“I think the ‘I can bash in your skull as long as I don’t technically spill blood’ rule is probably one of those ‘too good to verify’ pseudo-facts, because it confirms a modern tendency to believe that misbehaving religious people appeal to the letter of the law rather than the spirit.”
He then referred me to another military historian with a taste for gaming, Sean Manning, who echoed the notion that the supposed “law” was probably “someone with a vivid imagination [who] found one or two stories about clerics using maces and decided that it must have been a rule.” He mentioned the Bayeux Tapestry, which depicts the events of the Norman conquest of England in 1066. In particular, it depicts one Bishop Odo of Bayeux, who is clearly seen using a long, club-like weapon; in fact, the tapestry itself is believed to have been commissioned by Odo himself, who likely would have ensured that the details of his personal depiction were accurate!
Several sources state that clergymen who participated in the Battle of Hastings had to perform penance after the event, but whether it was for shedding blood specifically or simply related to the battle’s general violence is unclear.
Manning also provided me with this anecdote:
During the Hundred Years’ War, the English kings required clergy to equip themselves for the day that the wicked French pirates or Scottish marauders invaded, and as best as I can remember, the surviving muster rolls show them carrying the same bows, swords, daggers, and awful-spiky-pointy-things-on-sticks which other middling to wealthy men carried. (McNab, Bruce, “The Military Arrays of the Clergy, 1369-1418” in Jordan, McNab, and Ruiz eds., Order and Innovation in the Middle Ages, Princeton University Press, 1976)
Manning’s mention of “middling to wealthy men” carrying swords and the like might also point to an economical reason why medieval priests might have favored blunt weapons. Bishops and high-ranking priests may have been able to afford a nice sword, but humbler priests might not have had the kind of resources for such an outlay of arms. That would have made a simple staff or club a more frugal choice of weapon, should the need arise to defend their village from invaders.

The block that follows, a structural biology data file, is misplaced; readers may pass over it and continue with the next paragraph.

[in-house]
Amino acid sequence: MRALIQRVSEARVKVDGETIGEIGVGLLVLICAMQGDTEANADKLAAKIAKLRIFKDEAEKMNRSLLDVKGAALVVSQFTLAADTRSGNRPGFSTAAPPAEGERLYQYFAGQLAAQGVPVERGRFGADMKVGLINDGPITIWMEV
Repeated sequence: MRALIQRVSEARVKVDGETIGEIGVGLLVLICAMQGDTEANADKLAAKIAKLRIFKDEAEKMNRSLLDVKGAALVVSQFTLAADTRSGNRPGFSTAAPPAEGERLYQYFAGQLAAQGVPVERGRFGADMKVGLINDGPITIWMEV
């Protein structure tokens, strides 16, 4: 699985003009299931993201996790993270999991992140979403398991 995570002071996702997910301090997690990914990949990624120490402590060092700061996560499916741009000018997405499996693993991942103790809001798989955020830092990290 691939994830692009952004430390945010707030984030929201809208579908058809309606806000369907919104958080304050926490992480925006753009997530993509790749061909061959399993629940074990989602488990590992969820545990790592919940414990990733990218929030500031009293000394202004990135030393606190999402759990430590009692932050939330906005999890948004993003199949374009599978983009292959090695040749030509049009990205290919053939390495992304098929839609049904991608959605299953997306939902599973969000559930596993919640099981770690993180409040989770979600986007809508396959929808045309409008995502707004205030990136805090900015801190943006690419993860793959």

Paintings of holy men frequently show them carrying staves – often in the form of a shepherd’s crook or topped with a cross – more as a badge of office than as a true weapon, and those depictions might also have influenced later game developers. In the case of someone like Philippe or Odo, it’s possible that they learned to use simple blunt weapons – as many lowborn men might have done as a form of rudimentary self-defense training – early in their priestly careers and chose not to relearn a new, more complex, weapon once they rose in the ranks and could afford something better.
Mace to the face
All right, so if priests weren’t restricted in their choice of weapons of war, why is it such a common convention in gaming?
Both Sypeck and Manning put forth that Gary Gygax – the primary creator of Dungeons & Dragons, from which most RPGs, tabletop and digital, spawned – used a variety of historical and fantastic sources for his work. They think that he might have come across the “clerics only use blunt weapons” myth from history and ran with it, and its presence in D&D spilled over into later games.
In fact, Sypeck was able to dig up for me an email from someone purporting to be in an early session of Chainmail (the precursor to D&D), run by Gygax himself in the early ’70s, who apparently took a literal interpretation of Matthew 26:52. He states:
The bit about edged weapons was from Gary’s reading the old stories about Archbishop Turpin [ed: later clarified to be Bishop Odo], who wielded a mace because he didn’t want to shed blood (“who lives by the sword dies by the sword”).
(The editorial comment is from the source, not from us.)
Like any good min-maxer, though, Gygax may also have had a gameplay-related reason for his decision. Clerics are the sworn foes of the undead, and many undead don’t have internal organs – ones that have a use, anyway. Far better to smash a skeleton or bludgeon a zombie with a thick club or mace than to try stabbing one to pierce his non-functioning spleen!
Such distinctions have generally been lost in the digital age, where swords are just as effective against shambling necromantic hordes as anything. Some games, including more recent editions of Dungeons & Dragons, have softened or done away with the restriction entirely – especially if a cleric worships a particularly bloodthirsty deity who revels in the shedding of blood. But the tradition remains in several games and has left its mark upon the minds of many a middle-aged RPG-er, not to mention more than a few game designers.